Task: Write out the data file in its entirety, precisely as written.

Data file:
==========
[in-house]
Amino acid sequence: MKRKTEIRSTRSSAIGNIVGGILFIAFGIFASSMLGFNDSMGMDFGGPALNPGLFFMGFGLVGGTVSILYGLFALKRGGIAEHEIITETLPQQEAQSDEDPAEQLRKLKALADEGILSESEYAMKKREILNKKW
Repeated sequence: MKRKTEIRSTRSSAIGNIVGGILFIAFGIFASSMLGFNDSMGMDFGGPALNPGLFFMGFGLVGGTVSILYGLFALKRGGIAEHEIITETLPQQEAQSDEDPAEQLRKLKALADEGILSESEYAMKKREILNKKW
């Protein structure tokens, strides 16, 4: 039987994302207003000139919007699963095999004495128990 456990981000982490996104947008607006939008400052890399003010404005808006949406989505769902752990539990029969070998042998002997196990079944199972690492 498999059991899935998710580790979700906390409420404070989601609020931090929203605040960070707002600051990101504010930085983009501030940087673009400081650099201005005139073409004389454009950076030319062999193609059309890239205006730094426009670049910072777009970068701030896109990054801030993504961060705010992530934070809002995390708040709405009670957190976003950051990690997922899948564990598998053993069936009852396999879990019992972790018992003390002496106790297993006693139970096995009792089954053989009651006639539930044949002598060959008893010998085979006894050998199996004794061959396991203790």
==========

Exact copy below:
[in-house]
Amino acid sequence: MKRKTEIRSTRSSAIGNIVGGILFIAFGIFASSMLGFNDSMGMDFGGPALNPGLFFMGFGLVGGTVSILYGLFALKRGGIAEHEIITETLPQQEAQSDEDPAEQLRKLKALADEGILSESEYAMKKREILNKKW
Repeated sequence: MKRKTEIRSTRSSAIGNIVGGILFIAFGIFASSMLGFNDSMGMDFGGPALNPGLFFMGFGLVGGTVSILYGLFALKRGGIAEHEIITETLPQQEAQSDEDPAEQLRKLKALADEGILSESEYAMKKREILNKKW
């Protein structure tokens, strides 16, 4: 039987994302207003000139919007699963095999004495128990 456990981000982490996104947008607006939008400052890399003010404005808006949406989505769902752990539990029969070998042998002997196990079944199972690492 498999059991899935998710580790979700906390409420404070989601609020931090929203605040960070707002600051990101504010930085983009501030940087673009400081650099201005005139073409004389454009950076030319062999193609059309890239205006730094426009670049910072777009970068701030896109990054801030993504961060705010992530934070809002995390708040709405009670957190976003950051990690997922899948564990598998053993069936009852396999879990019992972790018992003390002496106790297993006693139970096995009792089954053989009651006639539930044949002598060959008893010998085979006894050998199996004794061959396991203790």